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A Hordeolum

Greenberg, Michael I. MD, MPH

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doi: 10.1097/01.EEM.0000334137.10313.42

    Continued from p. 6

    This patient is suffering from a hordeolum or stye, one of the most common ocular complaints evaluated in the emergency department or primary care office. Patients will usually present with an acutely swollen and edematous upper or lower eyelid. Vision will be normal. There may be an associated conjunctivitis and possibly mucopurulent discharge. The lids will be extremely sensitive to palpation, and there may be an associated pustular, pimple-like lesion at the lid margin or less commonly at the dermis.

    Hordeola are caused by obstructions of the oil-producing meibomian glands located in the eyelid tarsal plates. Obstruction of these glands results in a foreign body reaction with associated inflammation. Histopathologic examination of a hordeolum reveals a focal collection of polymorphonuclear leukocytes and necrotic tissue in a small abscess.

    Hordeola tend to be self-limited and often resolve spontaneously within about one week. When patients seek treatment for this problem, they should be instructed to use frequent warm compresses and on general eyelid hygiene. In some cases, topical anti-inflammatory medication may be helpful.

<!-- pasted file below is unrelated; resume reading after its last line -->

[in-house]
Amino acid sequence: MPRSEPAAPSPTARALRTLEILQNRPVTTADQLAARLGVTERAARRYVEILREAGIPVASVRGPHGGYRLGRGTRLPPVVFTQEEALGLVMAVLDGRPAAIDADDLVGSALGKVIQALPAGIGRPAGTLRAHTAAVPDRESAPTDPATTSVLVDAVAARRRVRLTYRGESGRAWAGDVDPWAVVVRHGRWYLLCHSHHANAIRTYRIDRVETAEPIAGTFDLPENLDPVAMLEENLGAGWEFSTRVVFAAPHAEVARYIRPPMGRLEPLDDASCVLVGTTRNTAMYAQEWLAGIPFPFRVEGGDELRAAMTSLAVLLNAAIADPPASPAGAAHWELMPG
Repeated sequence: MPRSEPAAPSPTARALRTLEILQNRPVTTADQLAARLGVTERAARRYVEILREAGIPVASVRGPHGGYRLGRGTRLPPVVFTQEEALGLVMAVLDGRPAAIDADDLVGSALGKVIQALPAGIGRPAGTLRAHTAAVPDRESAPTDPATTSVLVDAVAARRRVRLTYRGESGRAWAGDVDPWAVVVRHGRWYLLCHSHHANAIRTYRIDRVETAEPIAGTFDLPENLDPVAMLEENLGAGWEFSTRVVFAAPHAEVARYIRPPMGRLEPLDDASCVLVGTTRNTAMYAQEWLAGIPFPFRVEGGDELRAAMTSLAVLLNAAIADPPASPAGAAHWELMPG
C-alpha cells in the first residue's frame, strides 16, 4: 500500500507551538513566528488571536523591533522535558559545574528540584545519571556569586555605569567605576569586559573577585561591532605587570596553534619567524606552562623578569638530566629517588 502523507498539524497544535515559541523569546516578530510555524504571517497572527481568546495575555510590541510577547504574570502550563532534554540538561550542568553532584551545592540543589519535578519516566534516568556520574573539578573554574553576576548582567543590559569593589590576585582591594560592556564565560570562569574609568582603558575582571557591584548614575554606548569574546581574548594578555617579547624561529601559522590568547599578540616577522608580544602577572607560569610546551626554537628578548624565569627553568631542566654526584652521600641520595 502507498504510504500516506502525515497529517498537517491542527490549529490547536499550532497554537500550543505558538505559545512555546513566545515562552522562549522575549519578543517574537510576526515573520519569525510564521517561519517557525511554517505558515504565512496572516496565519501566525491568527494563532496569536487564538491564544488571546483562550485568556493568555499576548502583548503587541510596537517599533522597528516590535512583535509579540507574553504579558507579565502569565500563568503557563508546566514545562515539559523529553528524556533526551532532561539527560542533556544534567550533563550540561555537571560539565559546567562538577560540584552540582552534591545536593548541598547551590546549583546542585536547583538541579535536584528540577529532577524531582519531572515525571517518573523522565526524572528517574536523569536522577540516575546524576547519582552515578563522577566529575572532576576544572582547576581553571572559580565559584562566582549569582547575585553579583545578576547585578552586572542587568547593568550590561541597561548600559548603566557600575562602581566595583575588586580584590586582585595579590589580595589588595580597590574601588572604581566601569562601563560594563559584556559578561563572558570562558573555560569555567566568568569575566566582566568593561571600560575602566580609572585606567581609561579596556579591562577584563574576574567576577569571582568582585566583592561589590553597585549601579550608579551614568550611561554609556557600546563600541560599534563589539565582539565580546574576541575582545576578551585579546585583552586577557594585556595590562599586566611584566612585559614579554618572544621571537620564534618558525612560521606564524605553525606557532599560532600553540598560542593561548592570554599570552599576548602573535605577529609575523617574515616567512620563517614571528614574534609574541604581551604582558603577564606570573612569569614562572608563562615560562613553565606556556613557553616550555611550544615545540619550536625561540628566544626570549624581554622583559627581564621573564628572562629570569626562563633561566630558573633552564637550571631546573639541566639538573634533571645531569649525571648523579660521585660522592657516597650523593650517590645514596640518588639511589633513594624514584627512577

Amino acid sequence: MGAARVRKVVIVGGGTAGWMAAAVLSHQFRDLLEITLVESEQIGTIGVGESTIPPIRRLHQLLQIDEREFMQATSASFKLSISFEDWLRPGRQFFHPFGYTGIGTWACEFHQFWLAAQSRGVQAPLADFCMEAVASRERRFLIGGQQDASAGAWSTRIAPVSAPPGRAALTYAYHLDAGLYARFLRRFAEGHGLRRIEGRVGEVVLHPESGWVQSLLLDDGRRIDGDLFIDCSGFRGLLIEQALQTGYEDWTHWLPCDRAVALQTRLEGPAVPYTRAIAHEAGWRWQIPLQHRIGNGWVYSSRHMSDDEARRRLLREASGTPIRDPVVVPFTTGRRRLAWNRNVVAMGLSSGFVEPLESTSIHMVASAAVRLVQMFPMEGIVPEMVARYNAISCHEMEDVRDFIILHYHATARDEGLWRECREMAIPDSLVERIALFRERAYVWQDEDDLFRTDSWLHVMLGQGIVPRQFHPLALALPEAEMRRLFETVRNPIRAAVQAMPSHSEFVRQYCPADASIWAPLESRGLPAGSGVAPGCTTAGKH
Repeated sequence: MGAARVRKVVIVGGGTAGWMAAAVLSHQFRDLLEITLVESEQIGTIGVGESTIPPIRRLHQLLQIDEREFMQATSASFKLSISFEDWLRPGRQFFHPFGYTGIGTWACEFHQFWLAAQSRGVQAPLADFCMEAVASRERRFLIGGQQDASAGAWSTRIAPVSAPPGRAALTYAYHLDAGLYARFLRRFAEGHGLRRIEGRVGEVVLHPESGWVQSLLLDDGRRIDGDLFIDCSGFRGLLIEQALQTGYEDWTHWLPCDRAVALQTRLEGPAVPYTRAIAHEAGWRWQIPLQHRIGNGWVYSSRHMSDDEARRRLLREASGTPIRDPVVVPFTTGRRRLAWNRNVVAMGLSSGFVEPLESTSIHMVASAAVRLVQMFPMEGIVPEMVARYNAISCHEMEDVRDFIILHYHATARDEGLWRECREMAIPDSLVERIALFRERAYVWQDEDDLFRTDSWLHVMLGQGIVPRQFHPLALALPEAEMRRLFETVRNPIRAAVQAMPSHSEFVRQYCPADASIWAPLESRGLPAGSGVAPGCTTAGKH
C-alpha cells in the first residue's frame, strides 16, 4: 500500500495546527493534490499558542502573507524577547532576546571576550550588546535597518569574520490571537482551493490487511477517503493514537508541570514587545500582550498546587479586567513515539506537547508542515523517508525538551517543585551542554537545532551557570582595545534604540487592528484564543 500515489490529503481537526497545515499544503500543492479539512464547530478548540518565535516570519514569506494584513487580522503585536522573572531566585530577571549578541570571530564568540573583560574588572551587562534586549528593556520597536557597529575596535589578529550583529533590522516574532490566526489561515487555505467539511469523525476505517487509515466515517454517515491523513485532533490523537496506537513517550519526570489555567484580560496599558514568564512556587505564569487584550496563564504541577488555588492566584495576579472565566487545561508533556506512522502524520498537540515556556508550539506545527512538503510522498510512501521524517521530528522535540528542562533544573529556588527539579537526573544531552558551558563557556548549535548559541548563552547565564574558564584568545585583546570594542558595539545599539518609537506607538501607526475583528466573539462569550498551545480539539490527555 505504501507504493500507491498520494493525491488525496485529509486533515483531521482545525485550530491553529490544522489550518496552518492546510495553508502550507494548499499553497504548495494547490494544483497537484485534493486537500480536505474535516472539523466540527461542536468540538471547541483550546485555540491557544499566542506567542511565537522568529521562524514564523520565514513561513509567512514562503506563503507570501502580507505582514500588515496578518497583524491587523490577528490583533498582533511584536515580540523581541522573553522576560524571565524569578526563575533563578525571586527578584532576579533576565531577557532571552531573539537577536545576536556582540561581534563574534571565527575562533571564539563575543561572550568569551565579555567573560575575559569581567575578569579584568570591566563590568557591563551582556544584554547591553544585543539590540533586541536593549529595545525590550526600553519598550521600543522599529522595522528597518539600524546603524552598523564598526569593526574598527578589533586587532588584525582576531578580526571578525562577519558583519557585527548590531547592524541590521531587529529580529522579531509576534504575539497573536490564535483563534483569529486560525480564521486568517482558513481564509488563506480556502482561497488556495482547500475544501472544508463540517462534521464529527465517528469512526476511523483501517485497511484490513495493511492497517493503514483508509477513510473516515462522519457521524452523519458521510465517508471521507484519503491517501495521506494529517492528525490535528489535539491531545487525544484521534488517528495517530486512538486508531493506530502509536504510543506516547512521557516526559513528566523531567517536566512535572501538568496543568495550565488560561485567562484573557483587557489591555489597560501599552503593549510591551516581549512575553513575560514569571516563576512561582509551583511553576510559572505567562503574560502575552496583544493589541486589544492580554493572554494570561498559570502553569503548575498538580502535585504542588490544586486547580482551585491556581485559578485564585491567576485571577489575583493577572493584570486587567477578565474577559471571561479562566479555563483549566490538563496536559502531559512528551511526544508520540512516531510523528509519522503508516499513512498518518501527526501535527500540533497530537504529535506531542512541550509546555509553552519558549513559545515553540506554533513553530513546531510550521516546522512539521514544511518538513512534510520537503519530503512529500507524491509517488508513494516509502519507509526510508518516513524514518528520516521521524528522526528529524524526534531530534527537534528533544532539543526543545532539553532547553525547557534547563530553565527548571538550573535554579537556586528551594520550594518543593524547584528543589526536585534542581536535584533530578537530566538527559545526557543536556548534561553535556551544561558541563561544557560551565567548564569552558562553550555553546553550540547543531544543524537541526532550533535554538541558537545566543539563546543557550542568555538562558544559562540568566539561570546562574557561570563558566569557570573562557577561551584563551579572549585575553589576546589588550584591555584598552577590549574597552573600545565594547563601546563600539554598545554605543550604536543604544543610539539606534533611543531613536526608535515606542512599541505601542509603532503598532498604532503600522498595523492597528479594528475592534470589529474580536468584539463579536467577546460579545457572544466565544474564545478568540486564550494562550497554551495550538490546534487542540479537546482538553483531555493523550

Antibiotic therapy may be necessary in cases involving secondary bacterial infection. An important treatment pitfall is the failure to apply warm compresses with an adequate degree of frequency. Patients should be instructed to apply warm compresses at least every two hours for 10 to 15 minutes per application.


    If this treatment fails, intralesional injection of steroids or surgical incision and drainage may be indicated. It is important to remember that local steroid injection may cause loss of skin pigmentation, and has been associated with vascular occlusion and visual loss.

    Carcinoma of the eyelid can be misdiagnosed clinically as a recurrent hordeolum. In the case of recurrent hordeolum, the emergency physician should be certain to refer the patient to an appropriate specialist for follow-up.

    © 2002 Lippincott Williams & Wilkins, Inc.